Is appointing a guardian under a will final?

Nobody likes to think that they will not always be there to take care of their children. But it is important to plan for that eventuality. Children under 18 have to have someone with parental responsibility for them. If it is not the parents, or one of them, then there will be some other person appointed as the child’s guardian.

For more information, please see our page Parental responsibility.

Many people use their will to appoint guardians for their children. But that is not the end of the matter. There are important situations when the will does not have the final word on guardianship of children.

A guardian does not wish to act

There are various reasons why an appointed guardian might not wish to act when the time comes to do so. For example:

  • they have simply changed their mind;
  • they have had their own children since the will was made;
  • when they were appointed they were a couple, but are no longer together;
  • they have moved away, perhaps overseas;
  • they have become ill or disabled; or
  • they have responsibility as a carer for someone who is ill or disabled.

A person cannot be forced to act as guardian. So just because your will names a person as guardian, it does not mean that that person has to accept the responsibility. If they are choosing to step down, they can disclaim the role.

The appointment does not take effect

Obviously there may be circumstances where a guardian you have appointed in your will is not able to act, or the appointment is of no effect. For example:

  • the named guardian has died before you, but you do not amend your will accordingly;
  • they cannot be traced, or are serving a prison sentence;
  • your children have reached the age of 18;
  • someone else is appointed by the court; or
  • there is someone else with parental responsibility.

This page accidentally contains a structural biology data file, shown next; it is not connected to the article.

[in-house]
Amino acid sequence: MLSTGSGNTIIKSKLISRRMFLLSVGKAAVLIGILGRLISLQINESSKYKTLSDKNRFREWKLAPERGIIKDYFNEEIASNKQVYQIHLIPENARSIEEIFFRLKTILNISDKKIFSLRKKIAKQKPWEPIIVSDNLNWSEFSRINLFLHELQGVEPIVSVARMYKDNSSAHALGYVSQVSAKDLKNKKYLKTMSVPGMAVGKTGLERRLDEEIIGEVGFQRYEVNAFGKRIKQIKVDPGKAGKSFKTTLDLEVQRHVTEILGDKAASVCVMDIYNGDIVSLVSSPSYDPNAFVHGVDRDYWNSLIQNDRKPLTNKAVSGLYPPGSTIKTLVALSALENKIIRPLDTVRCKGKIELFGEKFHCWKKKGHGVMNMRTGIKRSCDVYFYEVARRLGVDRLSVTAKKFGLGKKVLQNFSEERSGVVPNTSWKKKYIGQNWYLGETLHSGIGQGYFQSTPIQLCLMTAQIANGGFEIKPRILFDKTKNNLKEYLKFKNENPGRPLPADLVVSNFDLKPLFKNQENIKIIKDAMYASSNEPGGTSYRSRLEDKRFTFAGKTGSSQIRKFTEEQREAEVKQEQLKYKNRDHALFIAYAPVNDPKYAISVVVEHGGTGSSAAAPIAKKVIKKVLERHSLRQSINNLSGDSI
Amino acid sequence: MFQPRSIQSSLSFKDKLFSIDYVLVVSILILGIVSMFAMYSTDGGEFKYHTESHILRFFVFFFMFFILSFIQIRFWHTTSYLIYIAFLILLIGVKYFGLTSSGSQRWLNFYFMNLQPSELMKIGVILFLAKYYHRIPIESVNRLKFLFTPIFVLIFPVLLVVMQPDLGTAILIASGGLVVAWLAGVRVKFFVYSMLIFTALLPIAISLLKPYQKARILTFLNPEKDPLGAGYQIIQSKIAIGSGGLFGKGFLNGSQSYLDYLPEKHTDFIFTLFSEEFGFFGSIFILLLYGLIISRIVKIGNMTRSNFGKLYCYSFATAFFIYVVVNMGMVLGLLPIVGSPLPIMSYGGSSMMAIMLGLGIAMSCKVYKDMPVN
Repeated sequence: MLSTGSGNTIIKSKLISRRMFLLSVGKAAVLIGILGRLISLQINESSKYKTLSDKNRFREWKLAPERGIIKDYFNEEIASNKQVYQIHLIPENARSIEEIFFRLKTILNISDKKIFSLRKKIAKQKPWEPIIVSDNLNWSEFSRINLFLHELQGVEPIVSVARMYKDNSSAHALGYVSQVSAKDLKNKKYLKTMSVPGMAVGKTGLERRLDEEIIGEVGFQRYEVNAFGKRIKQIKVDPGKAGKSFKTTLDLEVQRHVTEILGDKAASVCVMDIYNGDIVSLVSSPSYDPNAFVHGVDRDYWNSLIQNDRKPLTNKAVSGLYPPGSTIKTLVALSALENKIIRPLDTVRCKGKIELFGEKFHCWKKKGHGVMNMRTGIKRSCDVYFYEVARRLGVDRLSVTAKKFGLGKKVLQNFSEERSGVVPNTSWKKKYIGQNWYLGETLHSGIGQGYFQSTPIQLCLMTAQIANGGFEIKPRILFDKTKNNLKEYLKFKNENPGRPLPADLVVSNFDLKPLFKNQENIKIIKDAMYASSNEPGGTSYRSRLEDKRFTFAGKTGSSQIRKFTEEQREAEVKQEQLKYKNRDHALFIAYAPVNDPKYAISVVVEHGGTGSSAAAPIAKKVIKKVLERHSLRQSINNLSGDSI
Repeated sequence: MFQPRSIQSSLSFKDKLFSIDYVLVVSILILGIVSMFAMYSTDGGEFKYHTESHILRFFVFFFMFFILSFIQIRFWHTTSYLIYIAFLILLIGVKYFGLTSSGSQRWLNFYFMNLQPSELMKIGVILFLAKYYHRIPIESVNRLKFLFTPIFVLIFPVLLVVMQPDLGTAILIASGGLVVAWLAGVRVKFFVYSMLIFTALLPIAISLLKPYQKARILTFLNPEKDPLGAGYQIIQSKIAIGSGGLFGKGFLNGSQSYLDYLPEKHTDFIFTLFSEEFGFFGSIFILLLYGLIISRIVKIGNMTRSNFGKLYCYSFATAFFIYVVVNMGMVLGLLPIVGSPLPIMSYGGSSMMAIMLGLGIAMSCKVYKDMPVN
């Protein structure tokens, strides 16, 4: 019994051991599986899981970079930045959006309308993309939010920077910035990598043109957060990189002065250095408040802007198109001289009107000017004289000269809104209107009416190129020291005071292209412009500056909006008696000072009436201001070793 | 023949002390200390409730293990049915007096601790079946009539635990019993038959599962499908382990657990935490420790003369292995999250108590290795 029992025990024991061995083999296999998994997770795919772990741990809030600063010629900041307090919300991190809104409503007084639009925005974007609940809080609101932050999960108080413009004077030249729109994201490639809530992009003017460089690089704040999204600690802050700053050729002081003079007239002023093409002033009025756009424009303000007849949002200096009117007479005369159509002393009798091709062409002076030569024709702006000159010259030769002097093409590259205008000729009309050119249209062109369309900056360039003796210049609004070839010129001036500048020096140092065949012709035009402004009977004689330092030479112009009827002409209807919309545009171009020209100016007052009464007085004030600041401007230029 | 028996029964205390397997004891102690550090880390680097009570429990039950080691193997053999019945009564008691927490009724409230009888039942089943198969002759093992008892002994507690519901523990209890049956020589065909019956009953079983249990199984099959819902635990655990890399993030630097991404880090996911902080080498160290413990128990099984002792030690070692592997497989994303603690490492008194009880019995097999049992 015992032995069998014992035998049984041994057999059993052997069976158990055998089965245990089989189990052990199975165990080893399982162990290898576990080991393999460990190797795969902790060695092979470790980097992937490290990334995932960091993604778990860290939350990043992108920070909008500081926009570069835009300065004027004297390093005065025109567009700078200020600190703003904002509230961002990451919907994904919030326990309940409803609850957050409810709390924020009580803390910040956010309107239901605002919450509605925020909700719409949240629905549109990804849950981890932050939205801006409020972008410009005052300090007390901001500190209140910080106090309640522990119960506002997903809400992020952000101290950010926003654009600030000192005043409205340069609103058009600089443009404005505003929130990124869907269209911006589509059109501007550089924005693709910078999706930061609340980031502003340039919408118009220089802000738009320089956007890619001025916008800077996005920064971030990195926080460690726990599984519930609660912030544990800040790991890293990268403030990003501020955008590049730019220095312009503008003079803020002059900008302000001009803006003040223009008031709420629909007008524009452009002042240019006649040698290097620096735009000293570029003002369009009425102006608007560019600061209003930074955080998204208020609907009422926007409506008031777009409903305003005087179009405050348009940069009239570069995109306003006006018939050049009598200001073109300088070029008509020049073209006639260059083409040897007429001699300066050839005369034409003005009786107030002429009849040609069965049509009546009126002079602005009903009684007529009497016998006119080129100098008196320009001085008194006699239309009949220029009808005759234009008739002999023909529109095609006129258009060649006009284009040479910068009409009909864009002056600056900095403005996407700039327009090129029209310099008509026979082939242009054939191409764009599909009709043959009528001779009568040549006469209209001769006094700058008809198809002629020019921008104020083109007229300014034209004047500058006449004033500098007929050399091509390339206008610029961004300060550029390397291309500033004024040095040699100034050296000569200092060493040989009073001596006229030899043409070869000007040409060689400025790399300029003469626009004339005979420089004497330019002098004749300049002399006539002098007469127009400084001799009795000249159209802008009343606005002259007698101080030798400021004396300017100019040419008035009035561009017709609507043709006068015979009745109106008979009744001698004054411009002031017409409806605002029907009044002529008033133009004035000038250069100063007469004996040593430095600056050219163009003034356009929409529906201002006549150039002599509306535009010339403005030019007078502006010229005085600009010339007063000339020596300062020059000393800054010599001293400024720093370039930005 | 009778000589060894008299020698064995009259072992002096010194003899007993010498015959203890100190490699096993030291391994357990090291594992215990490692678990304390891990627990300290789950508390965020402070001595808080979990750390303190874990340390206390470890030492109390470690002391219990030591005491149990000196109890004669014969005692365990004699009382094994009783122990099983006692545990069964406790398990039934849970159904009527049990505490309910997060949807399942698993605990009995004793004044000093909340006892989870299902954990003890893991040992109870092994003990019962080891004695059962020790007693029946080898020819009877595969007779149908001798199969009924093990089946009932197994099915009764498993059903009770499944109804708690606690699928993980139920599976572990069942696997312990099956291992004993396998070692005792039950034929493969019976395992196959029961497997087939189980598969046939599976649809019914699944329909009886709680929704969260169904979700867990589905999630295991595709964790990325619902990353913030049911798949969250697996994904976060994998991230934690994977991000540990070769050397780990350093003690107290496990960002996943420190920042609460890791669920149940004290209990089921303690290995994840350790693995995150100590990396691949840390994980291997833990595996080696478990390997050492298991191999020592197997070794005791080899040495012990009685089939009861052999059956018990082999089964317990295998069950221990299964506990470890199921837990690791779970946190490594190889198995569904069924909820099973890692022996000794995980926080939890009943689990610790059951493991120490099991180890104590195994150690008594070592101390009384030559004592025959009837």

Someone else with parental responsibility

If a child’s parents are not together – whether they have separated or divorced – both parents still usually have parental responsibility (unless the court has ordered otherwise).

This means that on the death of the parent that the child lives with, their other parent will usually take over the care of the child, even if the deceased parent has nominated someone else as guardian. In other words, the appointment of a guardian in a will does not override the parental responsibility of a parent.

The court will always treat the welfare of the child as paramount.

Ensuring that your choice of guardian is followed

You can’t absolutely guarantee that the person you want to look after your children will be able to do so when the you die. But there are steps that you can take to make sure that you are choosing wisely and that your choices have the best prospect of being implemented.

Obviously you should change your will on becoming aware that a guardian does not wish to act or can’t do so. But sometimes that doesn’t happen.

So it’s a good idea to:

  • appoint more than one guardian;
  • make sure they know you have appointed them as guardian;
  • check every so often that they are still willing and able to act; and
  • appoint substitute guardians.